Unknown “Ball of Fire from Sky” Causes Explosion In Buenos Aires, Argentina

Something big is up in Buenos Aires, Argentina and it’s unknown. There appears to have been some sort of fireball crashing into the earth, but this is unconfirmed. The casualties include one  dead and at least nine injured. The cause is still unknown, some suspecting a meteorite crash, other sticking to a burning plane or a gas line explosion. Eyewitnesses claim that a mysterious “ball of fire from the sky” was the cause of the explosion.

Strange fire in Buenos Aires. This was the supposed 'fire ball'.

The event took place very early in the morning – at 2:00 AM local time and thus most people were asleep. The explosion destroyed two houses, one store and a few parked vehicles. According to Bad Astronomy, the fireball was red in colour, but other news  reports say that it was blue.

Just to allay fears, we hasten to add that it was not NASA’s falling satelite, UARS, since that had hit the ocean a couple of days back. We had already told you why you shouldn’t get worked up about the falling satellite. There is no way some junk could’ve been hanging around in the atmosphere for two days. That is simply impossible.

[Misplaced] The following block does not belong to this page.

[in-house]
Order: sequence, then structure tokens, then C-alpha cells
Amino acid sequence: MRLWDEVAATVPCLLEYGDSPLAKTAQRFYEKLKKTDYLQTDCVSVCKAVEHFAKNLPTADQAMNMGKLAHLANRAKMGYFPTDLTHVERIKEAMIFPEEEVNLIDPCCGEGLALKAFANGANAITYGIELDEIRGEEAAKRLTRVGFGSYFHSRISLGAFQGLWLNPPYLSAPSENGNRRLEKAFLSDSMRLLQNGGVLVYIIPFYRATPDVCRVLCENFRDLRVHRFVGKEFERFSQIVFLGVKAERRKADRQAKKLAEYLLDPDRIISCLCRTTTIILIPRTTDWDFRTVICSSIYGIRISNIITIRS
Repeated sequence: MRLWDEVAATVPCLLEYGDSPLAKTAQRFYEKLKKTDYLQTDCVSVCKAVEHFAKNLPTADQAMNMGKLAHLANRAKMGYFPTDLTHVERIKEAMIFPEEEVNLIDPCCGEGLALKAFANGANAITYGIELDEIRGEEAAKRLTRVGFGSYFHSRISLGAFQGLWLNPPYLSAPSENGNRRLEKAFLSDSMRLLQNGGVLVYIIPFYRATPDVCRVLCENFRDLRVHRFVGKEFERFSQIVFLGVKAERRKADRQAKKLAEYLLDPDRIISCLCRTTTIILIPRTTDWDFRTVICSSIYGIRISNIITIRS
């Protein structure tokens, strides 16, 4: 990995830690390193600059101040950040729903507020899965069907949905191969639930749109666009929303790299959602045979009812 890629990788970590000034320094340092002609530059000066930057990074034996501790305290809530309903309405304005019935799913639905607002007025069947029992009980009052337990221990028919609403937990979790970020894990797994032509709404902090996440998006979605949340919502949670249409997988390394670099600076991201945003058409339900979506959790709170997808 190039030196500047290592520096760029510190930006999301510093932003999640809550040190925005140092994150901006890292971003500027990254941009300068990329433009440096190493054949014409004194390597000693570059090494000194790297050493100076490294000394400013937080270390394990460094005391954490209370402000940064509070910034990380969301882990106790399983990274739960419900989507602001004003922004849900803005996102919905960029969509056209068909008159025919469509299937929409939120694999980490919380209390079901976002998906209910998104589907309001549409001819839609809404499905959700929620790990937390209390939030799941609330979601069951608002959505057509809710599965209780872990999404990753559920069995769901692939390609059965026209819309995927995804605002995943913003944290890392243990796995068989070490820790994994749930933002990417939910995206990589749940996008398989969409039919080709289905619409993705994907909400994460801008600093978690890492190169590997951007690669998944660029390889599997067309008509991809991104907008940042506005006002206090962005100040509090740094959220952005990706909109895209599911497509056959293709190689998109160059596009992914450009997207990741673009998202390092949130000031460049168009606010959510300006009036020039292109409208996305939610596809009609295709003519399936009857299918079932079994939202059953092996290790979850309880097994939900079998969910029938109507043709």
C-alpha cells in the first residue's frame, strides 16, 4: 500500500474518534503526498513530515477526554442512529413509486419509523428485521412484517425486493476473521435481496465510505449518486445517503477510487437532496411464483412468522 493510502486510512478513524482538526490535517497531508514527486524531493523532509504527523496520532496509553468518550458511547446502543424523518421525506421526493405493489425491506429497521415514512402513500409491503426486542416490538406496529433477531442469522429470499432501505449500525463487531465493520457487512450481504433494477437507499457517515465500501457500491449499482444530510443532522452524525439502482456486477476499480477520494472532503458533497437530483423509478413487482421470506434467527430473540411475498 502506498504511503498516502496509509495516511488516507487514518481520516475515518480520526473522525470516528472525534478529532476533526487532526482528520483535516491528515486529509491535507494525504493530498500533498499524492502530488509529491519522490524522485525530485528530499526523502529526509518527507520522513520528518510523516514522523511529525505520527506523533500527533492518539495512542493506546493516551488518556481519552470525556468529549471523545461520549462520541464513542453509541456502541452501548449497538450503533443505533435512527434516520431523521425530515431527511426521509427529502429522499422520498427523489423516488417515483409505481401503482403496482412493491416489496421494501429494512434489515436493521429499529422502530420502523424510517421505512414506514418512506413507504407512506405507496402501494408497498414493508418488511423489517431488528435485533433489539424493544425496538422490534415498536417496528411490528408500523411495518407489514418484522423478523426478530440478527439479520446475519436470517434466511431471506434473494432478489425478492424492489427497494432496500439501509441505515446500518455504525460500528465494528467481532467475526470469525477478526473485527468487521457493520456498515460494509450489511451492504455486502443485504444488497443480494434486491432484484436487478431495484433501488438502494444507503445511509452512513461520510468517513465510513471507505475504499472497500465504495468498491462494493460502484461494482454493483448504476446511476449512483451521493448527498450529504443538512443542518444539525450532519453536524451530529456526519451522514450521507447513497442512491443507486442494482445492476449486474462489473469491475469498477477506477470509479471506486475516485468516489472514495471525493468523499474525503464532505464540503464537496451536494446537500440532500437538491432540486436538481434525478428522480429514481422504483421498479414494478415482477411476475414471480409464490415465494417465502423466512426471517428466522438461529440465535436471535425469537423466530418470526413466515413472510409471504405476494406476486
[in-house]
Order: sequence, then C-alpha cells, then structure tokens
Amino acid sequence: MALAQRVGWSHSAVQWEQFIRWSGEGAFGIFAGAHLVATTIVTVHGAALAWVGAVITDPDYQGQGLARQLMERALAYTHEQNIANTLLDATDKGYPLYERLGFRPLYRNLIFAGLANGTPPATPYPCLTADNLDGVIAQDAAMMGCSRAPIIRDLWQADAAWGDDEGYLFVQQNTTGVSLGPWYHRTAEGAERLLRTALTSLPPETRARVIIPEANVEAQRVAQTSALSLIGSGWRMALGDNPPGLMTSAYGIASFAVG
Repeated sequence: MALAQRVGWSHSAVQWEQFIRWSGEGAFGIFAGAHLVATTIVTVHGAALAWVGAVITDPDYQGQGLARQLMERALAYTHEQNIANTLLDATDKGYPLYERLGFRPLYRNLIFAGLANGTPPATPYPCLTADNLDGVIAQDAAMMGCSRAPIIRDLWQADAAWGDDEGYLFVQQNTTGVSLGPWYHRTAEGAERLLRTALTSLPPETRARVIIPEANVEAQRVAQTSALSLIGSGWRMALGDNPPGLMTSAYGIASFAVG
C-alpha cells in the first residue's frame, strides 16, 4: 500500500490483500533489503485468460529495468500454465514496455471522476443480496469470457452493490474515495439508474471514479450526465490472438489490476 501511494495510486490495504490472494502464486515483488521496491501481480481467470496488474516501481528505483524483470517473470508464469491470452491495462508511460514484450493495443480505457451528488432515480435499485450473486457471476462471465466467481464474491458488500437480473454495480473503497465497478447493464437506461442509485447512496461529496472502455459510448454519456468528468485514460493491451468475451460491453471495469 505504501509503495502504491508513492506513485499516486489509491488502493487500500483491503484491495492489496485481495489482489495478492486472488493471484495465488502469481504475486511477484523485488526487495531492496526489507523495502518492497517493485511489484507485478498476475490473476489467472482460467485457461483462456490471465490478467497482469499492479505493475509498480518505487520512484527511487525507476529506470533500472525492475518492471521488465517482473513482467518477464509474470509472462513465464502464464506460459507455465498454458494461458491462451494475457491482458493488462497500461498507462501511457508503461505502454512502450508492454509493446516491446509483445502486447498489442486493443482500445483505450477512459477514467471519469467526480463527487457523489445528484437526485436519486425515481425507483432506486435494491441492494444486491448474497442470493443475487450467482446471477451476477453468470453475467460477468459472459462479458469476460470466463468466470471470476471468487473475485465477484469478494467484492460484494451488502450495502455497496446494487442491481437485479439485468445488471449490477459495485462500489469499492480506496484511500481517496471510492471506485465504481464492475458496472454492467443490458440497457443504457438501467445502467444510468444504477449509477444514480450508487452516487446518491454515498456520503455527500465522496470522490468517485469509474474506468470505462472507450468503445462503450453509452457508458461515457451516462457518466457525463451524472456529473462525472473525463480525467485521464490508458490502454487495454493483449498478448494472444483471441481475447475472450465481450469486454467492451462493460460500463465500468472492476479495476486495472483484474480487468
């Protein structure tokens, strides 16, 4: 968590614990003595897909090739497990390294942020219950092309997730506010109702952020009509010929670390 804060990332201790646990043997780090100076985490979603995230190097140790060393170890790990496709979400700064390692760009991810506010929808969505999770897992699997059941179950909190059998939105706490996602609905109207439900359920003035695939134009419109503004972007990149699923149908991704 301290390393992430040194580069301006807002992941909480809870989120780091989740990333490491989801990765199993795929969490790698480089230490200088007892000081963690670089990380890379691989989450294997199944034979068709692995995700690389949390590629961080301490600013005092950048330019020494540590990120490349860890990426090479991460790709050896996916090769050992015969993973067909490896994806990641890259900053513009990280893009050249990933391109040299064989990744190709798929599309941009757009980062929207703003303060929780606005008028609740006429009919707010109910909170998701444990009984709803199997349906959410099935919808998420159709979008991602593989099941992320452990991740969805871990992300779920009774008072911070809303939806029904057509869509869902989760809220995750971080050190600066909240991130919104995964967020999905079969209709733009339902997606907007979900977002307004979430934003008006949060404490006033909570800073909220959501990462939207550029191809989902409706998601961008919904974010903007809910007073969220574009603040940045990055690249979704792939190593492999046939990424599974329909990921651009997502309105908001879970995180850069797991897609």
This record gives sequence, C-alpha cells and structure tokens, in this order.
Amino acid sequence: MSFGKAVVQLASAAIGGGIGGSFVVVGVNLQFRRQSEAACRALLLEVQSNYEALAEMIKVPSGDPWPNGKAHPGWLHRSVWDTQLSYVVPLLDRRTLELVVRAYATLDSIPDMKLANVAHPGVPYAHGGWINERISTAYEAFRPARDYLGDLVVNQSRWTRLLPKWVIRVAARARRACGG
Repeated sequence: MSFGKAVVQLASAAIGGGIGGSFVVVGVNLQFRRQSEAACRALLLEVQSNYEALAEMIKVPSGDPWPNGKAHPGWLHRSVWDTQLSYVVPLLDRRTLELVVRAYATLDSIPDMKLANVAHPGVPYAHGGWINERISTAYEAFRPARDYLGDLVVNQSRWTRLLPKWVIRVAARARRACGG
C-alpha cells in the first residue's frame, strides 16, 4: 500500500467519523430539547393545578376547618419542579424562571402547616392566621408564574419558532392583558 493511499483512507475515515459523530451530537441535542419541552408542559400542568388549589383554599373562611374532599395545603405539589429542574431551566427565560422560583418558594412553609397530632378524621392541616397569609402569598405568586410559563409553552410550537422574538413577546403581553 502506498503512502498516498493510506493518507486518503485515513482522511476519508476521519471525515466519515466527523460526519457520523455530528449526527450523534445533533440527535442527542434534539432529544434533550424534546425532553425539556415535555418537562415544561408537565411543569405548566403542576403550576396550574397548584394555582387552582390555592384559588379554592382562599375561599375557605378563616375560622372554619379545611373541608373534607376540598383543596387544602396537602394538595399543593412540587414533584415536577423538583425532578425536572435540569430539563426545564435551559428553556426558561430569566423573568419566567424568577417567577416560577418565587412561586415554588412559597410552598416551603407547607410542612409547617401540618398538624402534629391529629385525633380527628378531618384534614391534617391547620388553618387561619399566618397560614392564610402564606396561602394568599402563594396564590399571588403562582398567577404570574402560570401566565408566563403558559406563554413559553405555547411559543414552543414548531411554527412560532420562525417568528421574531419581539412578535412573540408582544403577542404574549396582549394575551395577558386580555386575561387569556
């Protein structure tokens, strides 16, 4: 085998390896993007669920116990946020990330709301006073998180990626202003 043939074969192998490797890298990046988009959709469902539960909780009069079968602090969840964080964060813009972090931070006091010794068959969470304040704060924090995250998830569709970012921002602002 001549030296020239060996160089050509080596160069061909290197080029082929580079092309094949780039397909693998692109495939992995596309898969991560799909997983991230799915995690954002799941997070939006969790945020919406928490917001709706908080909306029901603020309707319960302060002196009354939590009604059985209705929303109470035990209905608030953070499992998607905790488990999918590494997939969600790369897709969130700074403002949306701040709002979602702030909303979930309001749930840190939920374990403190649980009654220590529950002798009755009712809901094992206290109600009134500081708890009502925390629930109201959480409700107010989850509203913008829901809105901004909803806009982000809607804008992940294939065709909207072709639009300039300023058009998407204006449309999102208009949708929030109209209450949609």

Some people suspect that it was a a burning airplane that crashed, but there has been no wreckage found. Officials have also ruled out any gas leak related explosion.

Frankly, at this point we don’t know. Let us not bring aliens and a crashed UFO into the picture. Let the extra-terrestrials be as they are, please.

We will update as soon as we have some more news. As cliched as it may sound, we would ask you to stay tuned.

11 thoughts on “Unknown “Ball of Fire from Sky” Causes Explosion In Buenos Aires, Argentina”

  1. Dozens of people in different places saw the fireball falling. The people in the neighborhood heard a whistle, then a huge explosion. Several injured, and a peruvian or paraguayan (not clear) woman died. The investigators have discarded the gas line theory and some are considering space junk (not necessarily a piece of UARS) or an extremely small micro-comet.

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